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World Thyroid Forum

World Thyroid Forum

Ardencote Manor Country Club, Claverdon, Warwickshire – Friday 27th April 2012

The first World Thyroid Forum under the auspices of the World Thyroid Register (WTR) was held on the 27th April 2012. There was representation from the Royal College of Obstetricians and Gynaecologists, the Private and Public medical sector, General Practice and Thyroid Support Groups within the UK and Europe. Dr Gordon R B Skinner chaired the Forum.

Apologies were received from the World Health Organisation, Department of Health, National Institute for Health and Clinical Excellence, Medicines and Healthcare Products Regulatory Agency, General Medical Council, Royal Society of Medicine, Royal College of Physicians, Royal College of Pathologists, Royal College of Psychiatrists, Royal College of Nursing, Independent Doctors Federation, British Medical Association, British Medical Journal, Medical Protection Society, Medical Defence Union and British Thyroid Foundation.

We regret that we did not receive the courtesy of a response from the Royal College of General Practitioners, British Thyroid Association, Society for Endocrinology, Association of Clinical Biochemists nor any Professor of Endocrinology or Consultant Endocrinologist who were invited to the Forum.

Morning session

This addressed the problems of hypothyroidism in identical twins, the role of thyroid chemistry in Obstetrics and Gynaecology and the usefulness of tri-iodothyronine in treatment resistant depression.

Ms Coralie Phillips and Ms Donna Roach are authors of a most interesting book Hypothyroidism in childhood and adulthood which documents their trials and tribulations during their childhood; it is a unique account allowing comparison of differential treatments in identical twins. They also presented the results of their MSc research, Coralies MSc thesis entitled Controversy concerning the diagnosis and treatment of hypothyroidism: Stakeholders views and recommendations which indicated that a large body of public opinion including thyroid support groups, voluntary organisations and patient support groups were concerned that these patient led organisations were having too little influence on future research into the problems of hypothyroidism. Donnas MSc thesis highlighted concerns regarding a link between artificial fluoridation of water and hypothyroidism.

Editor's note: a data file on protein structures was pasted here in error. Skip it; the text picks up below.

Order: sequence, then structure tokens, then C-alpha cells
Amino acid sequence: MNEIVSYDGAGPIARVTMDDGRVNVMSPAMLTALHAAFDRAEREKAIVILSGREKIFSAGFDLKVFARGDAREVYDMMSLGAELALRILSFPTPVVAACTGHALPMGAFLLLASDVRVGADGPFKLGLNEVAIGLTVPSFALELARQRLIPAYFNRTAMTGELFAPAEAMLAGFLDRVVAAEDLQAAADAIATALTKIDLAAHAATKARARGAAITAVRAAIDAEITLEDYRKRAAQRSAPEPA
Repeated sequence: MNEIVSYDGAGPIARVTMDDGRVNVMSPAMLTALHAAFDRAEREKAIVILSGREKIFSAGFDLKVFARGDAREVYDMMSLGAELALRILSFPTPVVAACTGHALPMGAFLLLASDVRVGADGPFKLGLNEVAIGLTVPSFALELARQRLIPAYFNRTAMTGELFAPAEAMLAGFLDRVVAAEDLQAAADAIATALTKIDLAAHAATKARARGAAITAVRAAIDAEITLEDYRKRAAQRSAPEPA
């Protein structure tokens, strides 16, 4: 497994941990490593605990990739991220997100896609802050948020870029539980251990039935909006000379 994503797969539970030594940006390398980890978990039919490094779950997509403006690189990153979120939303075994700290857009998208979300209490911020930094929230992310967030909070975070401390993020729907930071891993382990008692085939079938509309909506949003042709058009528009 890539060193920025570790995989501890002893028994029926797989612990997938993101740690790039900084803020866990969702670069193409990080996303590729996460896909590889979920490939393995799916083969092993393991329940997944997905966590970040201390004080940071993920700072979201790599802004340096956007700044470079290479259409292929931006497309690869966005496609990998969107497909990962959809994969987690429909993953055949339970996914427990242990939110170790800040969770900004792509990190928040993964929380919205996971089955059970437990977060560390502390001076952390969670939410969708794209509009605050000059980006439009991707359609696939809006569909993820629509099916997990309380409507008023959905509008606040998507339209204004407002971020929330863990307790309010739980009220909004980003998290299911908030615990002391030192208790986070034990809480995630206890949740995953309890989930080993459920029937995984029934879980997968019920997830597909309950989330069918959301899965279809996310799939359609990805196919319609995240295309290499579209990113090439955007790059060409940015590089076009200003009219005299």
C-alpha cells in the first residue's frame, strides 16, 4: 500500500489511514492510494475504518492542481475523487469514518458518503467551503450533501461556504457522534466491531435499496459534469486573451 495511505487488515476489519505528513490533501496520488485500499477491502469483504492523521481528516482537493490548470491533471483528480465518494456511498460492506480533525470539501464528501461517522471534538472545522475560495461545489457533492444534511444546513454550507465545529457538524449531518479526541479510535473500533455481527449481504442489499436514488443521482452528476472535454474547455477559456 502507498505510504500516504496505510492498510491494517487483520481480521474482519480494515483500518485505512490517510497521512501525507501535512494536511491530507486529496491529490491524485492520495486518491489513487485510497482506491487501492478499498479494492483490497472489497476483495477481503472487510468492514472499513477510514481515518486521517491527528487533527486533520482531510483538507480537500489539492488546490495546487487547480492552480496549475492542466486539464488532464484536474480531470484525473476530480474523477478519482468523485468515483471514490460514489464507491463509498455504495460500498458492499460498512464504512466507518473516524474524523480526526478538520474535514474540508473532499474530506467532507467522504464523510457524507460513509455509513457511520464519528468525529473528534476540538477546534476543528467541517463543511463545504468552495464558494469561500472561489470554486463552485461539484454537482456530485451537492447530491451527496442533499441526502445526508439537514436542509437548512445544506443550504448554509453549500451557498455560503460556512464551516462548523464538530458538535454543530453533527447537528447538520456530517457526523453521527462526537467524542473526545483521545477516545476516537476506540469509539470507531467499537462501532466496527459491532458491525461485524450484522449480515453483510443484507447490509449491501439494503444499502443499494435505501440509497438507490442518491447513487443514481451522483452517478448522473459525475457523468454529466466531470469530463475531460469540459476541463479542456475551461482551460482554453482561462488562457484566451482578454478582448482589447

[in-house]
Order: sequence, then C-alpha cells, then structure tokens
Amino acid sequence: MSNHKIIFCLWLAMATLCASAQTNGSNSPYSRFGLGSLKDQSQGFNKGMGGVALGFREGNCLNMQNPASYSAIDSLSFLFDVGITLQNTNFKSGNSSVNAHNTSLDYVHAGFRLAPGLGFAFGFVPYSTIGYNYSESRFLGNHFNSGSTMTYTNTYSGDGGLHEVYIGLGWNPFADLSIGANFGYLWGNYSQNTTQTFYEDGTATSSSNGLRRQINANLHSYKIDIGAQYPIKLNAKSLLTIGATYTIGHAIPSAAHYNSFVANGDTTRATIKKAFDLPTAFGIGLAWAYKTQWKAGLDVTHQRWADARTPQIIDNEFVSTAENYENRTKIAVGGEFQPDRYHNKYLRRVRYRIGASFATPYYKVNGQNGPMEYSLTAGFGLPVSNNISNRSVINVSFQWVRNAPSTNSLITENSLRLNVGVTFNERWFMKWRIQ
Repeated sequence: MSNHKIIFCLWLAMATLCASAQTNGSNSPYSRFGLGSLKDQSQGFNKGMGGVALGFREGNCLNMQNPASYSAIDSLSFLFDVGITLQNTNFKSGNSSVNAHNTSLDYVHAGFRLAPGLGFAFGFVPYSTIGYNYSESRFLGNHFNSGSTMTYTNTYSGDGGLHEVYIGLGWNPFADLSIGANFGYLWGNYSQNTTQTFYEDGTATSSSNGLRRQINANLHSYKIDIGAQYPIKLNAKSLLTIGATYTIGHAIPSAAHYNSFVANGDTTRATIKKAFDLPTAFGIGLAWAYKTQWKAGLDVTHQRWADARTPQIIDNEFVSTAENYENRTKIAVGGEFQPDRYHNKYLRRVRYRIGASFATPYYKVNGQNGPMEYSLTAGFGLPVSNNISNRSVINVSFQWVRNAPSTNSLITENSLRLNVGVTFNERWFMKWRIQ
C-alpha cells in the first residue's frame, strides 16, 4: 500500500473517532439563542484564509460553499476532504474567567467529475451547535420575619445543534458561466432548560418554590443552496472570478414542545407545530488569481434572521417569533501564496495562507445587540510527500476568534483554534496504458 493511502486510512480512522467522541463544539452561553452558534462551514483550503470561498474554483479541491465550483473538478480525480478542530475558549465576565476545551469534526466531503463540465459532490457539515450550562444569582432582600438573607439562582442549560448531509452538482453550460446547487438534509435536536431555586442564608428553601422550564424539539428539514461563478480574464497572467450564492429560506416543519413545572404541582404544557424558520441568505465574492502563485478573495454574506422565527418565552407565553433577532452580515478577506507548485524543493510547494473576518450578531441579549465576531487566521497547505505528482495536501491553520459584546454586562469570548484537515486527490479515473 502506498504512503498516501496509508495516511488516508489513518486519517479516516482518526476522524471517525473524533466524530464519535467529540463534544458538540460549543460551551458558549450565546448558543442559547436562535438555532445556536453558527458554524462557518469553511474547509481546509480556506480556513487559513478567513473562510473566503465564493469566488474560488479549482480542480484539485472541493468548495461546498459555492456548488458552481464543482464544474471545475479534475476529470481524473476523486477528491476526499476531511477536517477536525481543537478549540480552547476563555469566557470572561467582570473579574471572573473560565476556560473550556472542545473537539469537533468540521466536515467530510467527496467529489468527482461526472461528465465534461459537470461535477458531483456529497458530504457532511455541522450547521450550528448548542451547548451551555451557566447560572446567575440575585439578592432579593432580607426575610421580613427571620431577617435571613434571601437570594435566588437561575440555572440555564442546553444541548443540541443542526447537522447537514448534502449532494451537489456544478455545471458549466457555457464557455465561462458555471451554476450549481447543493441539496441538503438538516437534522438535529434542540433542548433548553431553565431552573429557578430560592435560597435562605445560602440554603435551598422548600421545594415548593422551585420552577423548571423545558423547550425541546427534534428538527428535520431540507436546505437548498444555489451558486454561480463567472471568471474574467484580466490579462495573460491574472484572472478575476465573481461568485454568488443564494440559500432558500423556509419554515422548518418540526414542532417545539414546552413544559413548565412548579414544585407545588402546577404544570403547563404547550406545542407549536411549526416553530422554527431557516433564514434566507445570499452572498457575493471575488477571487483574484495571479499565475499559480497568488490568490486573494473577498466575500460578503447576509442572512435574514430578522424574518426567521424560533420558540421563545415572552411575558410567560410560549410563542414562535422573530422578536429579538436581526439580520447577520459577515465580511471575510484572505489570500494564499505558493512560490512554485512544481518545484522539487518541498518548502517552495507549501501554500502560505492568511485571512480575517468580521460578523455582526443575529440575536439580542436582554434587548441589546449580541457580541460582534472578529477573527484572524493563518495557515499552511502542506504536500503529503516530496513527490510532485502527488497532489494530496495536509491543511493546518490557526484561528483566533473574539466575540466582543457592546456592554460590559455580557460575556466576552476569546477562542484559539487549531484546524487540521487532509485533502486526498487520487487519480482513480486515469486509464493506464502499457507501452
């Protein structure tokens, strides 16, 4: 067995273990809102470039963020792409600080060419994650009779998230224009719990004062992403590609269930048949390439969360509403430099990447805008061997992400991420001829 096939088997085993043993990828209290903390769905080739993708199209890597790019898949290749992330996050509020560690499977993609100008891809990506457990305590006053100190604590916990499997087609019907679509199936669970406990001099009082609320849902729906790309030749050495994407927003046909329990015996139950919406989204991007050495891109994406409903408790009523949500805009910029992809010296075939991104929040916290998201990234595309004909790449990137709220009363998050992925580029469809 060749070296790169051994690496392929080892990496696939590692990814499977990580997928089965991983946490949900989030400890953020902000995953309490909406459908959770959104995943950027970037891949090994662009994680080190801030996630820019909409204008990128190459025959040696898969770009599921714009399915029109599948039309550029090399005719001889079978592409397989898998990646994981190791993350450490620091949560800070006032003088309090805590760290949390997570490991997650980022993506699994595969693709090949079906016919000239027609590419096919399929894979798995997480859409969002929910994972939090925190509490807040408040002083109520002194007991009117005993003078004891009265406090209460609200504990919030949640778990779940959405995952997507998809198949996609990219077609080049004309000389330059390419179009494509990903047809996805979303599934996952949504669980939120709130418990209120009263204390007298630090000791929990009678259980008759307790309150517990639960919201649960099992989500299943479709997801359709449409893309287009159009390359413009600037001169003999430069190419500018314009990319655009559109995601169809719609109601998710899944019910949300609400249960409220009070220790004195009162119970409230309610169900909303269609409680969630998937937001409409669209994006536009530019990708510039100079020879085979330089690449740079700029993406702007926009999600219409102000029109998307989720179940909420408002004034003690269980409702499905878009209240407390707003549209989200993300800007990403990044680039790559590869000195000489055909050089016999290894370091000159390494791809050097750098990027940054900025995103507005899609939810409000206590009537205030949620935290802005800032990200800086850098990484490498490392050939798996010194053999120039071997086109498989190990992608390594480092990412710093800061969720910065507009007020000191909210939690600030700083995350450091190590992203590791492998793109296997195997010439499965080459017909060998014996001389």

We were pleased to welcome Dr Paul Hardiman as representative of the Royal College of Obstetrics and Gynaecology; Dr Hardiman is a Consultant and Senior Lecturer at Royal Free Hospital and University College, London.

Dr Hardiman drew attention to the comparative paucity of literature on the relevance of hypothyroidism to obstetrical and gynaecological problems on the Royal College of Obstetrics and Gynaecology (RCOG) website in the UK in comparison to the USA. He provided an interesting account of the evolving utilisation of thyroid function tests in this discipline. Before 1994, this was routine but had gradually declined to approximately 5% of these patients towards the end of the century and reached even lower levels following an audit report which resulted in the 2004 RCOG Guidelines which did not advocate routine thyroid function tests.

Dr Hardiman reminded the Forum of the (then) somewhat controversial work of the late Dr Ginsberg who would diagnose hypothyroidism on the basis of their clinical features notwithstanding unremarkable thyroid chemistry. The Chairman (GRBS) also recalled enjoying professional interaction on shared patients with Dr Ginsberg; she was a wonderful character and is greatly missed by patients and colleagues alike.

Dr Hardiman undertook to revisit the requirement and or extent of utilisation of thyroid chemistry in Obstetrics and Gynaecology with the Royal College of Obstetrics and Gynaecology.

Dr Zaman from the Community Mental Health Team for Older Adults, John Black Centre, Birmingham presented a most interesting paper on the use of tri-iodothyronine in treatment resistant depression. The Star D study which was a prospective clinical trial of Major Depressive Disorder indicated moderate improvement on both lithium (maximum dose 900mg per day) and tri-iodothyronine (maximum dose 50micrograms per day) over 9 weeks of treatment. There was no significant difference in the remission rate, mean time to response to medication and mean time to remission but there was a significant decrease in the frequency of adverse effects and continuance in the trial in patients receiving tri-iodothyronine compared to lithium. This is an important finding suggesting that tri-iodothyronine is a useful adjunctive medication for the treatment of patients with treatment resistant depression.